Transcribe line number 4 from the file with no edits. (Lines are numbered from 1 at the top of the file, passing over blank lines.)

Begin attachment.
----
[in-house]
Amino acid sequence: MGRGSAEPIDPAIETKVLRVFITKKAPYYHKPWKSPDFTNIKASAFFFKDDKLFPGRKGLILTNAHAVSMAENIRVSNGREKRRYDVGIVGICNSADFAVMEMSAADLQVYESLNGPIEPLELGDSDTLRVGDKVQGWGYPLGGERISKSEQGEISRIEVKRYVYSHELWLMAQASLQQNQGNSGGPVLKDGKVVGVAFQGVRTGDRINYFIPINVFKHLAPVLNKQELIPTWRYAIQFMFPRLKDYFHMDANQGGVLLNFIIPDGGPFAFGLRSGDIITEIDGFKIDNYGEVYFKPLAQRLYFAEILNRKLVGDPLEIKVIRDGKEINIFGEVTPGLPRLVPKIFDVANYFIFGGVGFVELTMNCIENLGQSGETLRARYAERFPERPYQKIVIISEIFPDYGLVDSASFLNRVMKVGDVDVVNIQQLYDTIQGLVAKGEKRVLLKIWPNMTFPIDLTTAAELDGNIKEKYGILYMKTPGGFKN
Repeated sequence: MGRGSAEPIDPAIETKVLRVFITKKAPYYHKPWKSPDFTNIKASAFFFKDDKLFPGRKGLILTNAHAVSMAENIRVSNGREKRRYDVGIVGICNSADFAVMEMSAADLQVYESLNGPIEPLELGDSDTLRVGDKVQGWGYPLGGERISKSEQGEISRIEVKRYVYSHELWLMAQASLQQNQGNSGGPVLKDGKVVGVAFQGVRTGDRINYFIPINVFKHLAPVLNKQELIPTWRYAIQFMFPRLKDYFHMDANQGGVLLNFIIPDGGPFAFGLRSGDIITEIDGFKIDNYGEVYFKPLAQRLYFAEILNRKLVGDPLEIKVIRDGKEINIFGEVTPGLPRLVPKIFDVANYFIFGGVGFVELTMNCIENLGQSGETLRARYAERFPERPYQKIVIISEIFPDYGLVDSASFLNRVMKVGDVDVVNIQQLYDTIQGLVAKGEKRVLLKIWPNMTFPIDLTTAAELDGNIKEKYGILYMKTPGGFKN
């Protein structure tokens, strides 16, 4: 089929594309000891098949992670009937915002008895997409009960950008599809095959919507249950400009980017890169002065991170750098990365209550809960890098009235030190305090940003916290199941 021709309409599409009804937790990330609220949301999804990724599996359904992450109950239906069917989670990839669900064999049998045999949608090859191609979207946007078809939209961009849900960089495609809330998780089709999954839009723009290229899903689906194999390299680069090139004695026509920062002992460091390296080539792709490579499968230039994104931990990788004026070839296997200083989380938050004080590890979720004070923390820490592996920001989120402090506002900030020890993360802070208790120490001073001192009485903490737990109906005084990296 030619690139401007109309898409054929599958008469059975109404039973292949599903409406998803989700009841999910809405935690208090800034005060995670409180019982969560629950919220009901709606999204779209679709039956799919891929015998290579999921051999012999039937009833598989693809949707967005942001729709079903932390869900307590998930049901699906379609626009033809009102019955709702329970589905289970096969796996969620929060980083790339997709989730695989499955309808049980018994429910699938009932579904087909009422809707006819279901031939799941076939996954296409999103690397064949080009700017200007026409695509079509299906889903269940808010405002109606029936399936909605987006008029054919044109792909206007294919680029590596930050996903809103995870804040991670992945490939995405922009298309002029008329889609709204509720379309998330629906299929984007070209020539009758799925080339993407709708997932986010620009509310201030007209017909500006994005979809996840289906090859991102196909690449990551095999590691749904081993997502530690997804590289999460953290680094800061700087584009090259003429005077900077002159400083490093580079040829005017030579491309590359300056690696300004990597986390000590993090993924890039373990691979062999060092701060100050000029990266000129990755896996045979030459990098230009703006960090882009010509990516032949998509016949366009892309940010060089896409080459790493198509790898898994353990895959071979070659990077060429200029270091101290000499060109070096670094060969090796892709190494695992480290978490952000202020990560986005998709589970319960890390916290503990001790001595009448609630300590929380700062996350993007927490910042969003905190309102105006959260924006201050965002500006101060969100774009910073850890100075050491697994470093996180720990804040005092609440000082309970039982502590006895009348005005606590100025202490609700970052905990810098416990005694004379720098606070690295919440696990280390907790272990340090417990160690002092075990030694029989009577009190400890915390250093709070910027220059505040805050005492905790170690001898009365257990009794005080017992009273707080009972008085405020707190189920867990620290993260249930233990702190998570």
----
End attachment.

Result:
């Protein structure tokens, strides 16, 4: 089929594309000891098949992670009937915002008895997409009960950008599809095959919507249950400009980017890169002065991170750098990365209550809960890098009235030190305090940003916290199941 021709309409599409009804937790990330609220949301999804990724599996359904992450109950239906069917989670990839669900064999049998045999949608090859191609979207946007078809939209961009849900960089495609809330998780089709999954839009723009290229899903689906194999390299680069090139004695026509920062002992460091390296080539792709490579499968230039994104931990990788004026070839296997200083989380938050004080590890979720004070923390820490592996920001989120402090506002900030020890993360802070208790120490001073001192009485903490737990109906005084990296 030619690139401007109309898409054929599958008469059975109404039973292949599903409406998803989700009841999910809405935690208090800034005060995670409180019982969560629950919220009901709606999204779209679709039956799919891929015998290579999921051999012999039937009833598989693809949707967005942001729709079903932390869900307590998930049901699906379609626009033809009102019955709702329970589905289970096969796996969620929060980083790339997709989730695989499955309808049980018994429910699938009932579904087909009422809707006819279901031939799941076939996954296409999103690397064949080009700017200007026409695509079509299906889903269940808010405002109606029936399936909605987006008029054919044109792909206007294919680029590596930050996903809103995870804040991670992945490939995405922009298309002029008329889609709204509720379309998330629906299929984007070209020539009758799925080339993407709708997932986010620009509310201030007209017909500006994005979809996840289906090859991102196909690449990551095999590691749904081993997502530690997804590289999460953290680094800061700087584009090259003429005077900077002159400083490093580079040829005017030579491309590359300056690696300004990597986390000590993090993924890039373990691979062999060092701060100050000029990266000129990755896996045979030459990098230009703006960090882009010509990516032949998509016949366009892309940010060089896409080459790493198509790898898994353990895959071979070659990077060429200029270091101290000499060109070096670094060969090796892709190494695992480290978490952000202020990560986005998709589970319960890390916290503990001790001595009448609630300590929380700062996350993007927490910042969003905190309102105006959260924006201050965002500006101060969100774009910073850890100075050491697994470093996180720990804040005092609440000082309970039982502590006895009348005005606590100025202490609700970052905990810098416990005694004379720098606070690295919440696990280390907790272990340090417990160690002092075990030694029989009577009190400890915390250093709070910027220059505040805050005492905790170690001898009365257990009794005080017992009273707080009972008085405020707190189920867990620290993260249930233990702190998570």